Paint

After the powdercoating was done, Big Red was shipped directly
to Rounsvilles Autobody in San Bernardino, California, for
painting. For eternity, Big Red’s go-to paint shop was Mike Face
Auto Body. Mike retired from the business and referred RJ to
Rounsvilles. The owner, Bret, had previously worked with Mike, so
he felt confident in his referral.

Moving Big Red from their trusted shop to a different one was
a scary thought, but Bret and his crew made the transition easy.
They had all the necessary equipment and expertise to get the job
done well. A big plus was their willingness to have the Big Red
film crew and photographers shadow them through the process.

PPG Refinish products were used for every part of the body work
and paint process, from clearcoat all the way down to the filler.

The body wasn’t perfect to start with in 1987. Over the years there have been a few mishaps on the track…that’s racing. Overall, the body has been kept in fairly good shape. There weren’t any typical first-gen Camaro rust issues to deal with, but like with any racing car, there were some imperfections to be repaired with a hammer and then addressed with filler.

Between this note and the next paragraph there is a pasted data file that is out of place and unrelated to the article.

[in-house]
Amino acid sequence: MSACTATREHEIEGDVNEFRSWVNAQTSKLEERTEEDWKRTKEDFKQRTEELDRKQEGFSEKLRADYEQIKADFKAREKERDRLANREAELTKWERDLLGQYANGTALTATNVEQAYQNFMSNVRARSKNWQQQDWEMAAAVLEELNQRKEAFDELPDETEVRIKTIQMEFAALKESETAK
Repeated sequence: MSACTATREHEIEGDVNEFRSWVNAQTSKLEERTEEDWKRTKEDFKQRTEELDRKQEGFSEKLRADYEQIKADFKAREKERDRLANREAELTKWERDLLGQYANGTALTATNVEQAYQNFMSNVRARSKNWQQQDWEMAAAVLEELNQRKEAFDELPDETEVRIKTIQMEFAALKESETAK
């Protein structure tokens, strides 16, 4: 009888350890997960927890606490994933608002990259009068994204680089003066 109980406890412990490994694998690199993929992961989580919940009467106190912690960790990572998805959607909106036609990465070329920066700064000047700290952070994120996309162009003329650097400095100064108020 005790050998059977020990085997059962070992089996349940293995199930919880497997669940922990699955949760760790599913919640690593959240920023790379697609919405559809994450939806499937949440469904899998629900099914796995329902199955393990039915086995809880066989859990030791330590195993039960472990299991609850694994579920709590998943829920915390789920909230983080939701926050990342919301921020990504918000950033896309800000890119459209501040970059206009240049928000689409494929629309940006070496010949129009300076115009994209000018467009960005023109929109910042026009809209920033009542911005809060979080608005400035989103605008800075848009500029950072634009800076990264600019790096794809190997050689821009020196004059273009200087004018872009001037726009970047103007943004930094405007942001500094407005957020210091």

After Bob Calles, the painter, was done block sanding any high spots, all of the bolt-on parts were removed so they could prep the jambs. All of the body openings are taped from the inside, so the sealer, paint, and clearcoat can get a full bleed, all the way to the pinch welds. The chassis was taped off, too. Then it was time for Bob to mix PPG Envirobase High Performance A-Chromatic LV sealer primer using the suggested gray and black sealer colors for the correct shade to cover with basecoat. While Bob was working on Big Red’s body, some of the smaller parts were getting sprayed with filler primer to smooth out surface imperfections.

Over the previous 29 years, Big Red has been a few different shades of red. The previous red was great, but RJ wanted the color to pop a little more. There’s no better time than the complete rebuild to make a change. The color choice was a group decision. Two reds were chosen by the crew that were slightly more orange and brighter, and RJ made the final decision from there.